around the traps

san francisco and new york

We went to America last year and people who are planning to go have been asking about our trip, so it's time to finally put this in a blog post :)

See also: my ever expanding set of photos from the trip (still haven't processed them all); and my NYC street art photo set.

San Francisco

We started our trip here, as I had a work event to attend. Our extra contacts in SF meant we caught up with more friends and so on, which makes for a different experience in many ways.

Stuff we did, loved, would recommend...

  • Alcatraz. Wow. We spent most of a day.
  • Saturday morning Markets at the Ferry Building, on the Embarcadero. Great food (get a bacon and egg roll from Hay Street Grill; or a pork roll from 4505 Meats), great spot to watch the fog clearing from the Bay Bridge and get sunburned while freezing in summer. Whut?! Yeah. SF weather is a bit weird :)
  • Taqueria Pancho Villa was a highlight of the trip. After our work event, a few of us headed out for food in Union Square; were thwarted and then suddenly found ourselves whisked off to The Mission and someone's favourite taqueria. So glad we went with it! It was cheap, loud and brilliant ;) An experience we'll long remember. I stumbled through ordering a burrito and was presented with some corn chips. I was a tad confused, then directed to the ...well, salsa buffet. Then the burrito was brought to our table, ruining us for anything in Australia labelled "burrito". We talked, drank our beers, ate our fill, then staggered off into the night past the somewhat "interesting" local inhabitants
  • Golden Gate Bridge - see it, cross it, marvel at it, stand in the same spot as everyone and take your photo. Because you'll realise why everyone wants that photo to remember later.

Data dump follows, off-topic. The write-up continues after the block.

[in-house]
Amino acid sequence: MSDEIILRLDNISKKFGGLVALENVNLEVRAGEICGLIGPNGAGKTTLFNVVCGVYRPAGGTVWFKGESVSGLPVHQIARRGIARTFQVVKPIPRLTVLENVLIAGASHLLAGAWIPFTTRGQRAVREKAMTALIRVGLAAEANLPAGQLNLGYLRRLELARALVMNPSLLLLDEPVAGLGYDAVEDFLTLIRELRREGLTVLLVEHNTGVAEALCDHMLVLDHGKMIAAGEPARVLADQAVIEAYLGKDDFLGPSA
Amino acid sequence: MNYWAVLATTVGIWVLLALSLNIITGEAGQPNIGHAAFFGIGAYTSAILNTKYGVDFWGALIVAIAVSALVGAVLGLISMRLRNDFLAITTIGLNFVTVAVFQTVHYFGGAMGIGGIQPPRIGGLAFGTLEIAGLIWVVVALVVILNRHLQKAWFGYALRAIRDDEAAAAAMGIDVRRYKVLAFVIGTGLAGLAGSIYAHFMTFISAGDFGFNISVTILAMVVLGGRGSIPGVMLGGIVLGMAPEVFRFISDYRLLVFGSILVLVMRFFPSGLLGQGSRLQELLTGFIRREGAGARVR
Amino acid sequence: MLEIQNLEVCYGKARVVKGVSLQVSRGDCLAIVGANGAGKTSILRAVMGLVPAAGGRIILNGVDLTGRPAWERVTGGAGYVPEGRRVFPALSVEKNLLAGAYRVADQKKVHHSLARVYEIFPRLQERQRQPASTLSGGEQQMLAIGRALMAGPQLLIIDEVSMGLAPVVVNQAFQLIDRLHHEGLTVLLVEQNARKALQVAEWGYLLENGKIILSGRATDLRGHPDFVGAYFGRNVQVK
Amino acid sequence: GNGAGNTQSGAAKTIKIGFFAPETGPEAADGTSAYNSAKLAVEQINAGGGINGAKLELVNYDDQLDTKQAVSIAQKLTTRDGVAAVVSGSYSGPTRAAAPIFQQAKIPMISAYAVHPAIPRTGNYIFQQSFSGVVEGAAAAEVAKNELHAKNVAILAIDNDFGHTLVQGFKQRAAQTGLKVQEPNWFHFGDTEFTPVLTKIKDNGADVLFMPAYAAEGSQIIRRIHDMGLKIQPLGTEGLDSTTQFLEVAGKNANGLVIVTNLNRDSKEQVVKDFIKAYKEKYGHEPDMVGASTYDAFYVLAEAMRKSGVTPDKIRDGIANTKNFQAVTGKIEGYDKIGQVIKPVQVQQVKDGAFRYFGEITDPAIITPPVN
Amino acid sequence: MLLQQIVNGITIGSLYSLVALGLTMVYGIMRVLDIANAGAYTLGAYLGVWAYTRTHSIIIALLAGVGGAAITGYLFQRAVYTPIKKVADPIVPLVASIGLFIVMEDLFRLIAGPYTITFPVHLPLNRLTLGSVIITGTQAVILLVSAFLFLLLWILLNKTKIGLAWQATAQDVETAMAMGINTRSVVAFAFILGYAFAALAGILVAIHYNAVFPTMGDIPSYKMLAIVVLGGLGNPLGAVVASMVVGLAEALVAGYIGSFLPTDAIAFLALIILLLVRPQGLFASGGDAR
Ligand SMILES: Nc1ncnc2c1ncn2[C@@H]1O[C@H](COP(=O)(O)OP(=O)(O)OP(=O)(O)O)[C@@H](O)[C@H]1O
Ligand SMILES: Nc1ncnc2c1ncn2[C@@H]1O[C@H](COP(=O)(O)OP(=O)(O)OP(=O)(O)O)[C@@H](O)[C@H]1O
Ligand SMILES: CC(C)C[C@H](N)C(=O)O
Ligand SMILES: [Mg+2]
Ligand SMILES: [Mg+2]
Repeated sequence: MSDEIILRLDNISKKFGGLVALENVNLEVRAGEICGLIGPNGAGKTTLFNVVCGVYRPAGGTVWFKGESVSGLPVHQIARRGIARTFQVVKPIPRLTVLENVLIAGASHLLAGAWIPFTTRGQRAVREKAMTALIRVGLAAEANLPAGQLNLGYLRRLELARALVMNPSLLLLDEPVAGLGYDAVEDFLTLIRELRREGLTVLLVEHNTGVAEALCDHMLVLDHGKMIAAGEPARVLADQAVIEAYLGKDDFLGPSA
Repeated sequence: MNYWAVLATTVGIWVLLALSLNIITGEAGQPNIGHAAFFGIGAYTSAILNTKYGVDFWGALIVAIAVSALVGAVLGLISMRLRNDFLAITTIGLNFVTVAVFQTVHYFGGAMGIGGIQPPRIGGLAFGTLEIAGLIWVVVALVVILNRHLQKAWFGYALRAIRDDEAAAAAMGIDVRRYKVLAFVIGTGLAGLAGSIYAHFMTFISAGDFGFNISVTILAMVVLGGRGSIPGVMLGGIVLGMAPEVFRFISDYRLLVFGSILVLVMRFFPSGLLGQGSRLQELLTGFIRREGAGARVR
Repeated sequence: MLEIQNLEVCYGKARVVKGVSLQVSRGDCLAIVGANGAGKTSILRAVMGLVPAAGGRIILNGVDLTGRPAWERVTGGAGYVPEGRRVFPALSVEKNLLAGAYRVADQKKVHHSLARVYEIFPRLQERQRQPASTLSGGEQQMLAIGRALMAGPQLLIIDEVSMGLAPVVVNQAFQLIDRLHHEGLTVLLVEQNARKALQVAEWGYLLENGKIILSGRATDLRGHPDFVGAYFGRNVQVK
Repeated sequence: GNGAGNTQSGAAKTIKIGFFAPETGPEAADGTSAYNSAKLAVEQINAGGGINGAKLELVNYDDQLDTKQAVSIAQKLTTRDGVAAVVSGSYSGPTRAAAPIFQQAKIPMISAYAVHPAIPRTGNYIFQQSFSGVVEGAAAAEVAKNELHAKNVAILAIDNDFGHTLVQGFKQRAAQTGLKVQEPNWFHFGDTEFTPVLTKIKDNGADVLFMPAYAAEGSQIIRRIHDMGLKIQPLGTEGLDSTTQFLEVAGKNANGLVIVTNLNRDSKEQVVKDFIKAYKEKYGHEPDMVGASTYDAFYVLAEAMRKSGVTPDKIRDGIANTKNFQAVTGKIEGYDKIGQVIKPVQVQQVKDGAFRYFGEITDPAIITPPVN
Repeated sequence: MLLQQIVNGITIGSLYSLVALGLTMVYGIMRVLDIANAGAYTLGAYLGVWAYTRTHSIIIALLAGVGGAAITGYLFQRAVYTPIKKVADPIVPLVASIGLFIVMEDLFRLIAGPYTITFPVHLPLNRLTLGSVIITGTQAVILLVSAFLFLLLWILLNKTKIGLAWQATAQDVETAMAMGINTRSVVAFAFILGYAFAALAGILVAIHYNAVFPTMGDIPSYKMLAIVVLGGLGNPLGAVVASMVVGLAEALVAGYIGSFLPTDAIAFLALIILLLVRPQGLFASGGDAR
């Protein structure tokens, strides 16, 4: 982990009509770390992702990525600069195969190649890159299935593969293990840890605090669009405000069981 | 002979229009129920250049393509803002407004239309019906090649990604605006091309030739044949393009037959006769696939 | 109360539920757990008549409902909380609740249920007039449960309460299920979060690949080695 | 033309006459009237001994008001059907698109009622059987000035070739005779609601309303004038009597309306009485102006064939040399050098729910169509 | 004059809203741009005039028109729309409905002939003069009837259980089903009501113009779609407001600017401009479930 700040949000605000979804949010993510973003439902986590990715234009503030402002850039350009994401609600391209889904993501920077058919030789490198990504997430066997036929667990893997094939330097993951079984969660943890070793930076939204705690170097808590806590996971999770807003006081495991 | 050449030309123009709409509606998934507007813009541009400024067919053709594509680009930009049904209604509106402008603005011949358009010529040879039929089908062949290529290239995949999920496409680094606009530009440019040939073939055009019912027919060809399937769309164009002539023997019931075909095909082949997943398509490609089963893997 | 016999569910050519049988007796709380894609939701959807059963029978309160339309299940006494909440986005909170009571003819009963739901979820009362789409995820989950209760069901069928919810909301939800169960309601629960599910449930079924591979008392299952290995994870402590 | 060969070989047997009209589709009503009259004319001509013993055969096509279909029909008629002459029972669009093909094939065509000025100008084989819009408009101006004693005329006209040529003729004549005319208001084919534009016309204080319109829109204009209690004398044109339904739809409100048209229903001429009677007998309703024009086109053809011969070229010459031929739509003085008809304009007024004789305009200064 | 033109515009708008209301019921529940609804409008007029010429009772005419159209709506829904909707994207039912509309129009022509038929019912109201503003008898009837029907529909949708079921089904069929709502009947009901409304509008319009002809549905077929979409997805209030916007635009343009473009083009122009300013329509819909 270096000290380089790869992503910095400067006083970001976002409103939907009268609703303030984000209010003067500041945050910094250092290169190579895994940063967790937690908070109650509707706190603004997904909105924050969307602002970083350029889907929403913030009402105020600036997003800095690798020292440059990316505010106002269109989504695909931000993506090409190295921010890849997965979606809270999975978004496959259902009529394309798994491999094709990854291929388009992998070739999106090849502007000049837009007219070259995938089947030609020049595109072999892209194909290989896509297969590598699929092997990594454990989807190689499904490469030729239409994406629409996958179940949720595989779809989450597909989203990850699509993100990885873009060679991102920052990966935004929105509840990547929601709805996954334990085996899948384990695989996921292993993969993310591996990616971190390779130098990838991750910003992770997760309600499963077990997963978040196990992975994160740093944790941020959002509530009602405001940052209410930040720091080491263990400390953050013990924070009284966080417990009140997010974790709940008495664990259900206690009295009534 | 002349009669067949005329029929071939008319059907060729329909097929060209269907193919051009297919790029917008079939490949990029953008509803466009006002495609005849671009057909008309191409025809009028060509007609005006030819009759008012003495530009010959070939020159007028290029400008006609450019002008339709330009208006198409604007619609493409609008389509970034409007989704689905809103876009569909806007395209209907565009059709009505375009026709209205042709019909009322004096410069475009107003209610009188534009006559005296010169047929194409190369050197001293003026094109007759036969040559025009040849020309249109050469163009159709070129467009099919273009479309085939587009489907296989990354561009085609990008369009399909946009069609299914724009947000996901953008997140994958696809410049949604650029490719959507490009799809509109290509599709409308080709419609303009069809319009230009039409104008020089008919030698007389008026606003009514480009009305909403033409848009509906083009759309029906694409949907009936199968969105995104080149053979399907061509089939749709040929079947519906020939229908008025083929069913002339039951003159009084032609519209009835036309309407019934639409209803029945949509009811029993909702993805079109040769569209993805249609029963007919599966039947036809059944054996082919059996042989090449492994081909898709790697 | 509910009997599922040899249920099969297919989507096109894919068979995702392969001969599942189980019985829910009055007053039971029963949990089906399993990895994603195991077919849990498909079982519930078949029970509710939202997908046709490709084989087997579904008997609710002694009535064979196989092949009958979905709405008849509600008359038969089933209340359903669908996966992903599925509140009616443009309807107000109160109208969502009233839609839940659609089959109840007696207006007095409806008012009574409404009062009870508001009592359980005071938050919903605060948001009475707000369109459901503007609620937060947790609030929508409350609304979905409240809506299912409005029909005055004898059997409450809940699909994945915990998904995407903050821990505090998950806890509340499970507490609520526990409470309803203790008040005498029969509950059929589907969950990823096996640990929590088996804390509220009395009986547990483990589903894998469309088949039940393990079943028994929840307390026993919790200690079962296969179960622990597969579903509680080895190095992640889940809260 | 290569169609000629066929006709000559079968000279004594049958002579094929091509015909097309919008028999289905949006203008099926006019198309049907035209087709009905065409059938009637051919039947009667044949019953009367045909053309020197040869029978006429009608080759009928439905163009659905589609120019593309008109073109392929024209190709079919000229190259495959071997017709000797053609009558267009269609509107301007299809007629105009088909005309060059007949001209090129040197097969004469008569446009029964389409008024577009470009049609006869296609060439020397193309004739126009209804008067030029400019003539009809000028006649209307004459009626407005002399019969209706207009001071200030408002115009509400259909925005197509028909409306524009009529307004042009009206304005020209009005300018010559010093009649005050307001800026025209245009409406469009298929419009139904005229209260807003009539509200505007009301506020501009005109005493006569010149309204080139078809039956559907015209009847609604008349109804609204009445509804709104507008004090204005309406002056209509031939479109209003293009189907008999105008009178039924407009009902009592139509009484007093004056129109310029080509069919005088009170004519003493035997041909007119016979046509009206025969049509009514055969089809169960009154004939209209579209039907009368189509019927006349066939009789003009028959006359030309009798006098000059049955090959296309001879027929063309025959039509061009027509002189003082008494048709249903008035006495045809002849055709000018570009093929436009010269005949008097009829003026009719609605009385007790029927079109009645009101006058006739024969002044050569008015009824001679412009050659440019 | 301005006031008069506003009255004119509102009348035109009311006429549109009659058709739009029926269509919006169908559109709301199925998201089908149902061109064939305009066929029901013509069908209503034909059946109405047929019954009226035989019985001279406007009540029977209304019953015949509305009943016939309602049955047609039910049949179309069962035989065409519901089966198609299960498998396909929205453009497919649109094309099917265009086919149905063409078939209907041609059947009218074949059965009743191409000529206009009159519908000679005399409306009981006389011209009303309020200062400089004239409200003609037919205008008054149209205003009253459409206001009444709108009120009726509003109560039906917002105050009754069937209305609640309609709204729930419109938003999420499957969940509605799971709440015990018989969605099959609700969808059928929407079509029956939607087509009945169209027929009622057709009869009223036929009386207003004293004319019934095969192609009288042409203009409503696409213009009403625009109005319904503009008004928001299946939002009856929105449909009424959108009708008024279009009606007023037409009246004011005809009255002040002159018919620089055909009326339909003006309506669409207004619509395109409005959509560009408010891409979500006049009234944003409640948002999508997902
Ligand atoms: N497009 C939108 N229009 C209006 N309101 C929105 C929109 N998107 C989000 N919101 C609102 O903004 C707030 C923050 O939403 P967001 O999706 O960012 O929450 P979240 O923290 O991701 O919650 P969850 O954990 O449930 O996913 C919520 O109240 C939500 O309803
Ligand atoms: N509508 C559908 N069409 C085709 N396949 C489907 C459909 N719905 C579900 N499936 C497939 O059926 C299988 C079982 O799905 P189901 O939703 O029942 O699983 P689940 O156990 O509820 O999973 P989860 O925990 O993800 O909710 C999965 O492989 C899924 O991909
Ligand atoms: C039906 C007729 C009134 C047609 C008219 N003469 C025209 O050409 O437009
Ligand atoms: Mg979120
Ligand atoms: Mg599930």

• Haight Ashbury - we went shopping and got some great stuff in the Haight. If you like something a little less mainstream, this is for you.
  • If you like tiki bars, head along to the Tonga Room at the Fairmont. Just remember that there's no RSA laws and your Zombie will be free-poured and lethally strong compared to the already-pretty-deadly ones you've had in Australia ;) But you should experience the weirdness of the lagoon and indoor rainstorm.
  • Japanese Tea Garden in Golden Gate Park. We looked in as we'd also gone to the gallery next to the gardens to catch the Jean Paul Gautier exhibition (which was really quite amazing, went for L but I actually enjoyed it too).
  • Random things to see: Coit Tower, Lombard Street.


  • Sweet barking cheese do not walk down 6th Street. I mean, ok, a dose of brutal reality isn't necessarily bad for your comfortable middle class existence; but it's not safe.
  • The cable cars. Unless you fight off other tourists for a spot on the outside, it's just like any other public transport. Really wasn't worth the time we spent waiting to get on.
  • Mama's cafe on Washington Square. Not worth the wait, ignore the reviews.

We didn't get to...

  • Chinatown
  • Shopping in The Mission
  • Several super-hipster coffee shops that I really wanted to try! There is some excellent coffee to be had in SF if you look for it.
  • Head north to the redwood forests. So many people mentioned this! It does sound good.
  • The seals
  • ...etc :)

New York

I used to wonder why so many stories are set in New York - books, musicals, movies... but having been there, I no longer wonder.

Stuff we did, loved, would recommend...

  • Catch the subway as early as possible. It's awesome and gets you around quickly.
  • Empire State Building observation deck at night. We went late on our first night and discovered if you go at 10pm, there's almost no line! The view is pretty amazing.
  • Manhattan food cart walking tour by Urban Oyster. This is how we discovered our favourite food of the whole trip - chicken on rice with tamarind sauce, by Trini Paki Boys food cart. On our last morning in NYC, we had time to do one last thing before bolting to the air port. We went back to Trini Paki Boys for chicken on rice. Seriously, it's that good. The mexican place opposite Trini Paki Boys was also amazing.
  • Brooklyn and Banksy graffiti tours by We did the Brooklyn tour privately as it wasn't scheduled on the days we had available - and I don't regret paying the extra at all. There's no way we'd have gone to industrial areas in Brooklyn without a guide to show us straight to the good stuff :) The Banksy/ROA/Fairey tour was fantastic too, although there's no Banksy piece any more - they should update the name really.
  • Staten Island Ferry - a great way to see the Statue of Liberty without lining up. By all accounts, do the ferry, skip the statue.